So the planning for midwifery services has not been 'quite as it should have been'. A remarkable understatement from David Nicholson, Chief Executive of the NHS, to a House of Commons select committee. He estimated the shortage of midwives at 4,500 and said that the NHS seems unsure how to recruit and retain more. It seems that shortages are reaching crisis point in some parts of the country.
Apart from being a major life event in which women need good support, proper care is crucial to ensure that babies are born safely and in good health. 1 in 400 babies are born with cerebral palsy. Children with cerebral palsy often face a life of serious disability, reliant on daily care. Their stories are a tragedy for themselves and their families. 10% of these babies are injured by avoidable medical accidents usually when deprived of oxygen to the brain during the process of birth.
Better midwifery and obstetric care would reduce the numbers. The costs of caring for these seriously disabled babies can be enormous. In financial terms it would make sense to spend more on midwives and obstetricians in NHS hospitals in order to avoid paying the much greater costs of care, let alone the incalculable benefits to the individuals and their families of avoiding some of these catastrophic injuries.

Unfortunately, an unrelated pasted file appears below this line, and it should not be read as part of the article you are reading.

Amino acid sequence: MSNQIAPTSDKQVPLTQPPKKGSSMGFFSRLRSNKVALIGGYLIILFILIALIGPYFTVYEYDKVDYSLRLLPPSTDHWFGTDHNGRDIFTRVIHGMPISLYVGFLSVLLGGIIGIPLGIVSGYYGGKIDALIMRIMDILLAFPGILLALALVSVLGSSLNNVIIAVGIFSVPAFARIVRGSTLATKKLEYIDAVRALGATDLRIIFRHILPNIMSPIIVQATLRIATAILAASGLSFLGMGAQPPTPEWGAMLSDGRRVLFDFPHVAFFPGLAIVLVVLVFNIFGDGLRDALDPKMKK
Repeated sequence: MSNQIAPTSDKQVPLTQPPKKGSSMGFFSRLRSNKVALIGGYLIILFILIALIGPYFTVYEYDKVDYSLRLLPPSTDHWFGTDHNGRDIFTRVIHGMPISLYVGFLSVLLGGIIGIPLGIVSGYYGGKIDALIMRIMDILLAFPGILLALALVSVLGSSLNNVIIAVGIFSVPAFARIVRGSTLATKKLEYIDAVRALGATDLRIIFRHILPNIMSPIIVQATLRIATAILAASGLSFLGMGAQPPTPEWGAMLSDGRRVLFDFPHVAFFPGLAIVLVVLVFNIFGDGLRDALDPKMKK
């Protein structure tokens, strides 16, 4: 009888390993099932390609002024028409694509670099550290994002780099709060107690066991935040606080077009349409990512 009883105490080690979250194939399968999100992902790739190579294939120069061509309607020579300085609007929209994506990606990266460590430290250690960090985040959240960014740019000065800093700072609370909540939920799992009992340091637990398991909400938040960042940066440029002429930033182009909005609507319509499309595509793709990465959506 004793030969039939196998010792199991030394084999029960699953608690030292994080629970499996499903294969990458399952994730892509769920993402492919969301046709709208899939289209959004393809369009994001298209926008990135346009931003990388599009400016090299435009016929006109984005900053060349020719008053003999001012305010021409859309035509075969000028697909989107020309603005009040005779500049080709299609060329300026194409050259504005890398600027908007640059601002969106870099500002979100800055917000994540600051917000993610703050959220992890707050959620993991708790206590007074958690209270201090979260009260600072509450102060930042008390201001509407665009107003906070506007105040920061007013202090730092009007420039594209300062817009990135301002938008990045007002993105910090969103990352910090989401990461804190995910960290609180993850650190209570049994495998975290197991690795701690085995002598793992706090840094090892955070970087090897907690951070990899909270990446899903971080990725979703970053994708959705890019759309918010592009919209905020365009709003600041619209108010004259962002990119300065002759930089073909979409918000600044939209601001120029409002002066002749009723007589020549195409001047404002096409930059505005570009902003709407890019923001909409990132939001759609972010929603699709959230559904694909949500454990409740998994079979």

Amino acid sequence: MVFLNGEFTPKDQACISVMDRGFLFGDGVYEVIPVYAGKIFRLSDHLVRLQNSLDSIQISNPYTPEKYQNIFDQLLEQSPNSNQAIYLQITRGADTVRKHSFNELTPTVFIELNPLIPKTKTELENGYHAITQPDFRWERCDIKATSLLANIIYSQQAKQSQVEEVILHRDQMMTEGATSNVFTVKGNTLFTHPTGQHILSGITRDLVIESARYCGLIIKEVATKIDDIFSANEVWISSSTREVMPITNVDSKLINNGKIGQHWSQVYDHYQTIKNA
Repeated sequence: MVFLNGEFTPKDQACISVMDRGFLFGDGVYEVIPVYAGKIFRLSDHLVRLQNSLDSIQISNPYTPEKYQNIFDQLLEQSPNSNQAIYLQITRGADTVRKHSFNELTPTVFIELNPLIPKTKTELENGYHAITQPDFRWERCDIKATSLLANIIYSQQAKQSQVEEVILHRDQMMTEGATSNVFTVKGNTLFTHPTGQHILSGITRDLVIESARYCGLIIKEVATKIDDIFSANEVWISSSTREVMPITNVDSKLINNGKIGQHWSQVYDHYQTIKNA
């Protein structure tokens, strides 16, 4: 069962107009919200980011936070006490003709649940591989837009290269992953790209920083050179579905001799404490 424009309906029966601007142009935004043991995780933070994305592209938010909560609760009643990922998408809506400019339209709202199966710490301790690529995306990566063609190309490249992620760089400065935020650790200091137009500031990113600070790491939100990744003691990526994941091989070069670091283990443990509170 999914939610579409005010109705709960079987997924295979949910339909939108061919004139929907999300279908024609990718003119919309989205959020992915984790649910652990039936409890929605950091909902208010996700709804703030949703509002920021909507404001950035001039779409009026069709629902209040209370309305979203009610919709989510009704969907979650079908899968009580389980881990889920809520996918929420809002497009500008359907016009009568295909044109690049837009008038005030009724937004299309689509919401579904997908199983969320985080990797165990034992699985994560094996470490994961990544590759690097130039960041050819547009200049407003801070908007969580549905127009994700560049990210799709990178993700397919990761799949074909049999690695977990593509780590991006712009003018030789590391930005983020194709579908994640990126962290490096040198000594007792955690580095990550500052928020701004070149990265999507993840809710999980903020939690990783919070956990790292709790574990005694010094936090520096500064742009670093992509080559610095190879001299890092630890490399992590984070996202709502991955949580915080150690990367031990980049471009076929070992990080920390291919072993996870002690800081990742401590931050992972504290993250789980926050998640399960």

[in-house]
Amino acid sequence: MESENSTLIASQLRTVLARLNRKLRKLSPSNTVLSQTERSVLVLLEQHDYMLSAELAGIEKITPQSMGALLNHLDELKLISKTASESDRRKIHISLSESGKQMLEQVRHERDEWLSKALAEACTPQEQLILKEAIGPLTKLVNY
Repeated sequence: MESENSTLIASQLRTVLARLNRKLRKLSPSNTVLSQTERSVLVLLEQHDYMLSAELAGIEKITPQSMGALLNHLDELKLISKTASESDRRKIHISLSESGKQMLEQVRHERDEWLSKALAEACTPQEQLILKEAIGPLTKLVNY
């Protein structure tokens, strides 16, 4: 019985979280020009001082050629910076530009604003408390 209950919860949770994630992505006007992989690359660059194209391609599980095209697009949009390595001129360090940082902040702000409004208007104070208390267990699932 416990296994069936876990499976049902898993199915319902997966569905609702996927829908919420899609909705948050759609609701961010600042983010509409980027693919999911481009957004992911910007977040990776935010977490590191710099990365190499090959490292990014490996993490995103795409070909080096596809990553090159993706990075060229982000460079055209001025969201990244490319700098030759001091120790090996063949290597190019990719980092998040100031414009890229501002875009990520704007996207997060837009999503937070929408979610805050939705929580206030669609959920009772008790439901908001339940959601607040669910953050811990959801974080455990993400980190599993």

So hearing that planning has not been 'quite as it should have been' will come as something of an admission for the families of many tragically injured people in the UK.
Paul Sankey is a solicitor specialising in clinical negligence. If you or a member of your family have a clinical negligence enquiry please call our expert clinical negligence solicitors on 0800 916 9049 or contact us online and one of our specialist clinical negligence team will be in touch.